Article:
Many theologians of various types, including biblical scholars, will be converging upon Milwaukee, Wisconsin, for the Evangelical Theological Society annual meeting from 14-16 November, and then the Society of Biblical Literature and American Academy of Religion annual meetings in Chicago, Illinois, from 17-20 November.
This confluence of conferences is an important time for scholars, who will deliver their papers to what they hope will be a positive and receptive audience, and who will probably sit through a lot of papers in the further hope that they will hear a few that spark some genuine discussion and interest.
McMaster Divinity College will have a large presence at both of these conferences this year. This is only appropriate for one of the leading evangelical seminaries in North America. We are one of the sponsors at ETS, which means that we will have some advertising representation in public places (so I am told), as well as hosting a booth in the exhibition hall. We are also sponsoring our annual dinner, when we meet with faculty members of other institutions who may wish to recommend their students to our programs along with prospective students themselves. We are doing similar things at SBL/AAR, including having an advertisement on the inside back cover of the program and an annual dinner. Those who are interested in knowing more about McMaster Divinity College and its programs should contact us to find out about next year’s dinners in Baltimore (sorry, we are full up for this year’s).
I am looking forward to several sessions at ETS this year, including one where a Festschrift will be presented to a scholar who is very deserving of the honour but who—at least to this point, hopefully—does not know that he is being feted in this way. I will also be presenting three papers at this conference—I am not sure why, but it seemed like the right and sane thing to do several months ago.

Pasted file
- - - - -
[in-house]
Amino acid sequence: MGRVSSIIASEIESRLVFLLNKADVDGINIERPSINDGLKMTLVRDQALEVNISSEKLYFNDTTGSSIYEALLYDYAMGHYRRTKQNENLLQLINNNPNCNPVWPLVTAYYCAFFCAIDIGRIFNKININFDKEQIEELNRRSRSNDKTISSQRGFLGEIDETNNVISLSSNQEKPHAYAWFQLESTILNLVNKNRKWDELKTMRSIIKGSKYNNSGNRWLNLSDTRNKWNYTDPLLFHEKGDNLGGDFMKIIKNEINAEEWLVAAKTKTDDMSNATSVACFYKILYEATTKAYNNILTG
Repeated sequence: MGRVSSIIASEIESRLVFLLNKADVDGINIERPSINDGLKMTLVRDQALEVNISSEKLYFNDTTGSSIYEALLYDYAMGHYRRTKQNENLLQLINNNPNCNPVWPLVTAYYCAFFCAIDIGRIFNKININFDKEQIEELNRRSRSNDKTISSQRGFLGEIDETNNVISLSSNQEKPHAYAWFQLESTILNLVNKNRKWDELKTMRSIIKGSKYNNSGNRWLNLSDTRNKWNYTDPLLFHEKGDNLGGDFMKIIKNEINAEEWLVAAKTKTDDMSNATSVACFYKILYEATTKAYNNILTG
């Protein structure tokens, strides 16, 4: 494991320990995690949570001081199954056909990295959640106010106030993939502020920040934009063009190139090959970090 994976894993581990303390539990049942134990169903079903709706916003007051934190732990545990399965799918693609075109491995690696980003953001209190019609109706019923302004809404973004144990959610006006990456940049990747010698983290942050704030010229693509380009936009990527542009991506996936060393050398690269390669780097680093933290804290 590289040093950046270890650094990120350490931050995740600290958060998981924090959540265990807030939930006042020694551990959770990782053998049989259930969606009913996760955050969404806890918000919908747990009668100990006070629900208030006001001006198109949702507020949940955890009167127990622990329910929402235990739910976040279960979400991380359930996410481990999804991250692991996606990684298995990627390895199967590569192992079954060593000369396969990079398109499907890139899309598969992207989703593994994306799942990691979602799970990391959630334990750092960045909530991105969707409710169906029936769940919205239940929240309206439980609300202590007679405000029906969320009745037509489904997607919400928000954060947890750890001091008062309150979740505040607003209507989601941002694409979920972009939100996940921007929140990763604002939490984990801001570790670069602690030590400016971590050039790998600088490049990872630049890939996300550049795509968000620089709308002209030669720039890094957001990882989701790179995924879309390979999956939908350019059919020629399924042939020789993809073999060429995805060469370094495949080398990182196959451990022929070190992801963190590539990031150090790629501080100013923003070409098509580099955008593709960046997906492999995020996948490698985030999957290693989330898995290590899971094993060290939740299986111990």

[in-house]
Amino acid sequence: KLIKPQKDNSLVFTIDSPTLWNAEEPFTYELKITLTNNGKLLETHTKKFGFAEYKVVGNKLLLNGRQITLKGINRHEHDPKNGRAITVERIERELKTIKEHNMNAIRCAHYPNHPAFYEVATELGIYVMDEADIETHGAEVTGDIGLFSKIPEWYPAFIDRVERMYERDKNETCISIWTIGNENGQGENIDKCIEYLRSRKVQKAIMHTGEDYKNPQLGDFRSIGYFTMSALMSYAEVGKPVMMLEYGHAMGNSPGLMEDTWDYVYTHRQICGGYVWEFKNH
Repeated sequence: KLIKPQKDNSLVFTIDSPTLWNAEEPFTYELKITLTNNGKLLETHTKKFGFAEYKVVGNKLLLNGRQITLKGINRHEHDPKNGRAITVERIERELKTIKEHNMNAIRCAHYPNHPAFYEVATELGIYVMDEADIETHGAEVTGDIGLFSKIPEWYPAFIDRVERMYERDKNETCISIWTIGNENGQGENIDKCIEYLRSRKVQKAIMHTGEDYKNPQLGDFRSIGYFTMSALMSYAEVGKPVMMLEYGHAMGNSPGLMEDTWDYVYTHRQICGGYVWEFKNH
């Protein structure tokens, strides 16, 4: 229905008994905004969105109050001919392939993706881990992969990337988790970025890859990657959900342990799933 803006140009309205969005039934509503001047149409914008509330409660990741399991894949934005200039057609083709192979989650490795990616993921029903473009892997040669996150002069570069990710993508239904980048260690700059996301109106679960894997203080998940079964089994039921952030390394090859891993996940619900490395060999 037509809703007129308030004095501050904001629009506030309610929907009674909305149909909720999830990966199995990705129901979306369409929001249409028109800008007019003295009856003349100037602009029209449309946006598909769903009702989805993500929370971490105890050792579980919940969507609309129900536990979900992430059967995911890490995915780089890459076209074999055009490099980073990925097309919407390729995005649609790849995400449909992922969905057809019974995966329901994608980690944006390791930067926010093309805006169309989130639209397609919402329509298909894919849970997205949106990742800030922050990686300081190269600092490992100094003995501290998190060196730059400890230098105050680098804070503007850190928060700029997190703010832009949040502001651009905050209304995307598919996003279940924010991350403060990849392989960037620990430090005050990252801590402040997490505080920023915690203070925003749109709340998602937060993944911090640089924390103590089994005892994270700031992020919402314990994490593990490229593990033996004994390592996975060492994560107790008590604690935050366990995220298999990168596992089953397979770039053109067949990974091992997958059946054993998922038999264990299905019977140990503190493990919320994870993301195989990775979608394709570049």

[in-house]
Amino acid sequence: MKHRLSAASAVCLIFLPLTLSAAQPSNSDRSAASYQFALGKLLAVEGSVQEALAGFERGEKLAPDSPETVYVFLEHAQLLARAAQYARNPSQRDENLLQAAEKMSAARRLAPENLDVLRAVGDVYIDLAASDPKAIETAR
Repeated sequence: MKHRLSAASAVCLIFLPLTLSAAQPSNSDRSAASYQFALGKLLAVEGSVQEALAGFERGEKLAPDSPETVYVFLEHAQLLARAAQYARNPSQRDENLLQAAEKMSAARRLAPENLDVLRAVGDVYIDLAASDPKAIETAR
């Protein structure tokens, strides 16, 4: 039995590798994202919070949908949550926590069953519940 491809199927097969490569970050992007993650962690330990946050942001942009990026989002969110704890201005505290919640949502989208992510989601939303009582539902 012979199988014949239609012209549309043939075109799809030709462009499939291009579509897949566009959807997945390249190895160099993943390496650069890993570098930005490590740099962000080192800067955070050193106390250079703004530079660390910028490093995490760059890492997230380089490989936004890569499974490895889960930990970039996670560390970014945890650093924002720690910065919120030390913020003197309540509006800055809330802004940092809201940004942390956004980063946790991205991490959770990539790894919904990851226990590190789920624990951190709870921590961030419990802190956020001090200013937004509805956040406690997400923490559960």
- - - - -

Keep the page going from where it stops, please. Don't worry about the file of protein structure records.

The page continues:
The Institute for Biblical Research squeezes its meetings in between ETS and SBL, so I will be driving furiously (but at or below the speed limit, of course) from Milwaukee to Chicago on Friday so I will be in time to respond to a paper in the evening session.
These kinds of conferences are important for scholars, as well as for administrators who are concerned to represent their institutions well in the eyes of others. Scholars have the opportunity to see friends and colleagues they would not otherwise normally see, they usually get invited to a number of receptions sponsored by various publishers where, even if they cannot convince someone to publish their manuscript, they can enjoy hospitality at someone else’s expense, and they of course can visit the exhibition hall to see not only McMaster Divinity College’s booth and find out the latest information about our programs but also get reduced prices on books from a number of publishers. The reduced prices on the books almost make the turmoil worth it all.